Yes, absolutely. Low quality backlinks come from spammy and irrelevant websites or forums. Alternatively, they might be from sites that you’ve paid to link to you—like link mills or link schemes. Google is not excited about either of these, as you might imagine.

If you do pay for an ad on a website, with a link back to your site, that link should be marked “no-follow” in the HTML code so that Google knows not to count it. Only natural, unpaid links should be dofollow.

If Google thinks that you’ve been doing something shady and building unnatural links, your site can be penalized with a “manual action”. That means you won’t rank as well in search engine results pages (SERPs) as you should.

Don’t worry if this has happened to you—Google lets you disavow those links using Google Search Console.

Link Building: 12 Ways to Get High Quality Backlinks for Your Website

We’re going to run through lots of great ways to earn high quality backlinks that will boost your SEO. But don’t get too carried away with crafting your link building strategy, you might need to do a little preparation first.

What’s most important to remember, is that it’s your responsibility to give other bloggers, websites & publications a good reason to give you a backlink in the first place. What can you create that’s worthy of a high quality backlink?

First, Make Sure Your Website is in Good Shape

If you launched your blog fairly recently, there might be a few tasks you haven’t quite got around to yet, such as:

  • Your Home page has a big “Coming Soon” banner and not much actual content.
  • Your About page has a bunch of placeholder text.
  • Your Contact page is non-existent.
  • You haven’t yet set up an email list.

And if your blog has been around for a while, you might have some issues like:

  • Broken WordPress plugins that aren’t working properly.
  • A cluttered-looking sidebar that needs tidying up.
  • Outdated information on your About page.
  • Your recent posts all seem to start with “Sorry I haven’t been blogging much recently…”

Now, none of these are a big deal when you’re just starting out—but if you’re going to reach out to fellow bloggers and try to earn lots of links, you want your site to be in good shape.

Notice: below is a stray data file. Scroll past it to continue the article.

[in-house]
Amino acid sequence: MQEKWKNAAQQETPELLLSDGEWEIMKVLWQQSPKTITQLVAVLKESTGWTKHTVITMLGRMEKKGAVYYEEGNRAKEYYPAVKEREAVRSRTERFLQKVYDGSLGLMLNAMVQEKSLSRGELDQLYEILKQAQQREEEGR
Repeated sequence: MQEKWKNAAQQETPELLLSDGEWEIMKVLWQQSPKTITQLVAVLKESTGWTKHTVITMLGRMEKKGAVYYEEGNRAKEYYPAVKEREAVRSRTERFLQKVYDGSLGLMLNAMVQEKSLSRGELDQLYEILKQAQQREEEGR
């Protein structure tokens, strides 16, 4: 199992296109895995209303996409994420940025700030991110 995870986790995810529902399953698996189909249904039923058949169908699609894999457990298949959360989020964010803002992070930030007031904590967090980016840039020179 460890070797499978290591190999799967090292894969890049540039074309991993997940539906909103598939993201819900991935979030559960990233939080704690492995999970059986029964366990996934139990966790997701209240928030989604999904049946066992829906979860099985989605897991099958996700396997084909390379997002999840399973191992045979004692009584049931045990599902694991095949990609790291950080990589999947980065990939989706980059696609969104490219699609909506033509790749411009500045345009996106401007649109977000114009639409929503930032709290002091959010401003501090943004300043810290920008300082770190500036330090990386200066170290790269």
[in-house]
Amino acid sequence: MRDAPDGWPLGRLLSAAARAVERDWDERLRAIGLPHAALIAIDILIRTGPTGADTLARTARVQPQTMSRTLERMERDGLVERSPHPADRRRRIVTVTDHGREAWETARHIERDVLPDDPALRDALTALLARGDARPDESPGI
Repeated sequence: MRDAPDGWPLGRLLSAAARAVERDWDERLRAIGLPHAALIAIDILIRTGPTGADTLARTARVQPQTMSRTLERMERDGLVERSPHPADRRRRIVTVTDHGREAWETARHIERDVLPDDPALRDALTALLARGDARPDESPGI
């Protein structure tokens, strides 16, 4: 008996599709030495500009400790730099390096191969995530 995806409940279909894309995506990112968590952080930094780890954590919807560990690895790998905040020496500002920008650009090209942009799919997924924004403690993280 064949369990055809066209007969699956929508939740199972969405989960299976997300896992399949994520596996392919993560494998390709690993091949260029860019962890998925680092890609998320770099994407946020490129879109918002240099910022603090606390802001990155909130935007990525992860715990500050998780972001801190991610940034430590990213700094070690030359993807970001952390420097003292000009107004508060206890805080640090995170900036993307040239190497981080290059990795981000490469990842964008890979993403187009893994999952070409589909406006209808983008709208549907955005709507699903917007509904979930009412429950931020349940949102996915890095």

Before doing lots of outreach or digital marketing in general, take an hour or two to spruce up your website. Make sure your key pages (like your About page and Contact page) look good and have accurate information. If your recent blog posts aren’t very impressive, publish some new ones—or update and republish an older post to bring it back to the top of your blog.

A little bit of time invested now could make all the difference when a busy influencer in your niche only has a few seconds to glance at your website or webpage and to decide whether it’s a “yes” or “no” to your link request.

Happy with how your site looks? Then it’s time to get started on building those backlinks with these top 12 link building techniques.

1. Create the Type of Content that People Will Want to Link to

The foundation of your backlink strategy needs to be link-worthy content. There’s no one “right” way to create this type of high quality content, but some ideas to consider are:

  • Ultimate guides—long, in-depth blog posts like my guide to starting a blog that go into lots of detail about a topic, aiming to be a complete resource.
  • Unique information—survey results or studies often get linked to, like my blogging statistics, especially if they reveal something new or unexpected about your niche.
  • Posts that give a strong opinion or a different way of thinking about something in your niche.
  • Expert roundups like my blogging advice and business advice lists, where you ask the same question of a bunch of people in your niche and publish the results. The people included may well link back to your post.
  • Posts that tell your story, especially if it’s an interesting one or involves triumphing over adversity, like my iStash story.
  • Content that fills a gap in your niche—perhaps there’s a topic that beginners often ask about, but no one in your niche has written anything at length about it, like my in-depth guide on how to use WordPress for beginners.

In an ideal world, your great content would naturally attract links from other bloggers who want to talk about it… but usually, you’ll need to use this technique along with some of the other ideas on this list to gain backlinks.

2. Find Out Which Websites Have Linked to You in the Past

If you’ve been blogging for a little while, there’s a good chance that you have some backlinks already. You can discover what these are by using Google Search Console (it’s free).

Once you’ve logged into your Google Search Console account, click on the “Links” option in the left-hand sidebar. You’ll then see a section called “Top linking sites”:

Google Search Console Screenshot of Top Linking Sites (Hoe to Get High Quality Backlinks Guide)

Sites that have linked to you in the past may well link to you again. Perhaps you could pitch them a guest post or see if they have some existing content where it’d make good sense for them to link to something you’ve written on your blog.

3. Use HARO, Featured & Help a B2B Writer to Connect With Journalists

Links from big, reputable newspapers and magazine websites are very valuable… and the good news is that there’s a simple way to get these.

There are several fantastic websites that run email lists (or have built-in platforms) where “sources” can sign up to be connected with journalists and bloggers writing for a wide range of publications. Here are my 3 favorite websites to use for this kind of link building:

As a source, you can sign up for several different broad topic areas, as well as master lists on just about all of these journalist query sites. For instance, if your blog is full of parenting and home tips, you might sign up for the “General” and “Lifestyle and Fitness” areas.